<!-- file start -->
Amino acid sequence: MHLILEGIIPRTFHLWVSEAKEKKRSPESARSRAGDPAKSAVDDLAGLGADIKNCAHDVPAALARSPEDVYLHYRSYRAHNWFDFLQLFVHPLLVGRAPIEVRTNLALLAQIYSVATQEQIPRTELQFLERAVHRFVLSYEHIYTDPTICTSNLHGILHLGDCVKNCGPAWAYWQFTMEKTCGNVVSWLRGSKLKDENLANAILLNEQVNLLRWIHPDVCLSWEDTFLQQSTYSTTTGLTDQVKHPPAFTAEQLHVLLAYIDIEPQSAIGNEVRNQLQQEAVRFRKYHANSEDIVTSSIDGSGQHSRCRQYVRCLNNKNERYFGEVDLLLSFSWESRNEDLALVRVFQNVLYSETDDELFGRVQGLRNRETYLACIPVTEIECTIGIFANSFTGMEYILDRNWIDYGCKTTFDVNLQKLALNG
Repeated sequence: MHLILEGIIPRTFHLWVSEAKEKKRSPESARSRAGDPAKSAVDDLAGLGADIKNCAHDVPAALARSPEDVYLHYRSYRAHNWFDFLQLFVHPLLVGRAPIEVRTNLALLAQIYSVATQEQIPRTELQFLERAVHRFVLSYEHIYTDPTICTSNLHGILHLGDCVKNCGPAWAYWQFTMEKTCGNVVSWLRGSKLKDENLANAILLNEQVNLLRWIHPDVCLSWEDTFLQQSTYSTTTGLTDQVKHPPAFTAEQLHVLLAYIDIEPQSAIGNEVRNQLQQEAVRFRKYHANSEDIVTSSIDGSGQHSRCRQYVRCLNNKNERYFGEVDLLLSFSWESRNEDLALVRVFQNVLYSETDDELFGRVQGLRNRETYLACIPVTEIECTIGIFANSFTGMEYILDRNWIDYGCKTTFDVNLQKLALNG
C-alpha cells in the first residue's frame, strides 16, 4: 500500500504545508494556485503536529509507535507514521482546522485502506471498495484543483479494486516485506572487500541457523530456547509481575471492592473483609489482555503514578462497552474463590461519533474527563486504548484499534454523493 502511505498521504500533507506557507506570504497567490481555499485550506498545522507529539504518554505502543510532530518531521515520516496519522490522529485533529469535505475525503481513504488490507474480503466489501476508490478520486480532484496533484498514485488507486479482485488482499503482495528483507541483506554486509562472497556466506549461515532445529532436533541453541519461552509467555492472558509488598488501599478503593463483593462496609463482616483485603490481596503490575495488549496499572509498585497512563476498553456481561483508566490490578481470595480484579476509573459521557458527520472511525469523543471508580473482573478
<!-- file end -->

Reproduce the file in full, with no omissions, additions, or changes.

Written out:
Amino acid sequence: MHLILEGIIPRTFHLWVSEAKEKKRSPESARSRAGDPAKSAVDDLAGLGADIKNCAHDVPAALARSPEDVYLHYRSYRAHNWFDFLQLFVHPLLVGRAPIEVRTNLALLAQIYSVATQEQIPRTELQFLERAVHRFVLSYEHIYTDPTICTSNLHGILHLGDCVKNCGPAWAYWQFTMEKTCGNVVSWLRGSKLKDENLANAILLNEQVNLLRWIHPDVCLSWEDTFLQQSTYSTTTGLTDQVKHPPAFTAEQLHVLLAYIDIEPQSAIGNEVRNQLQQEAVRFRKYHANSEDIVTSSIDGSGQHSRCRQYVRCLNNKNERYFGEVDLLLSFSWESRNEDLALVRVFQNVLYSETDDELFGRVQGLRNRETYLACIPVTEIECTIGIFANSFTGMEYILDRNWIDYGCKTTFDVNLQKLALNG
Repeated sequence: MHLILEGIIPRTFHLWVSEAKEKKRSPESARSRAGDPAKSAVDDLAGLGADIKNCAHDVPAALARSPEDVYLHYRSYRAHNWFDFLQLFVHPLLVGRAPIEVRTNLALLAQIYSVATQEQIPRTELQFLERAVHRFVLSYEHIYTDPTICTSNLHGILHLGDCVKNCGPAWAYWQFTMEKTCGNVVSWLRGSKLKDENLANAILLNEQVNLLRWIHPDVCLSWEDTFLQQSTYSTTTGLTDQVKHPPAFTAEQLHVLLAYIDIEPQSAIGNEVRNQLQQEAVRFRKYHANSEDIVTSSIDGSGQHSRCRQYVRCLNNKNERYFGEVDLLLSFSWESRNEDLALVRVFQNVLYSETDDELFGRVQGLRNRETYLACIPVTEIECTIGIFANSFTGMEYILDRNWIDYGCKTTFDVNLQKLALNG
C-alpha cells in the first residue's frame, strides 16, 4: 500500500504545508494556485503536529509507535507514521482546522485502506471498495484543483479494486516485506572487500541457523530456547509481575471492592473483609489482555503514578462497552474463590461519533474527563486504548484499534454523493 502511505498521504500533507506557507506570504497567490481555499485550506498545522507529539504518554505502543510532530518531521515520516496519522490522529485533529469535505475525503481513504488490507474480503466489501476508490478520486480532484496533484498514485488507486479482485488482499503482495528483507541483506554486509562472497556466506549461515532445529532436533541453541519461552509467555492472558509488598488501599478503593463483593462496609463482616483485603490481596503490575495488549496499572509498585497512563476498553456481561483508566490490578481470595480484579476509573459521557458527520472511525469523543471508580473482573478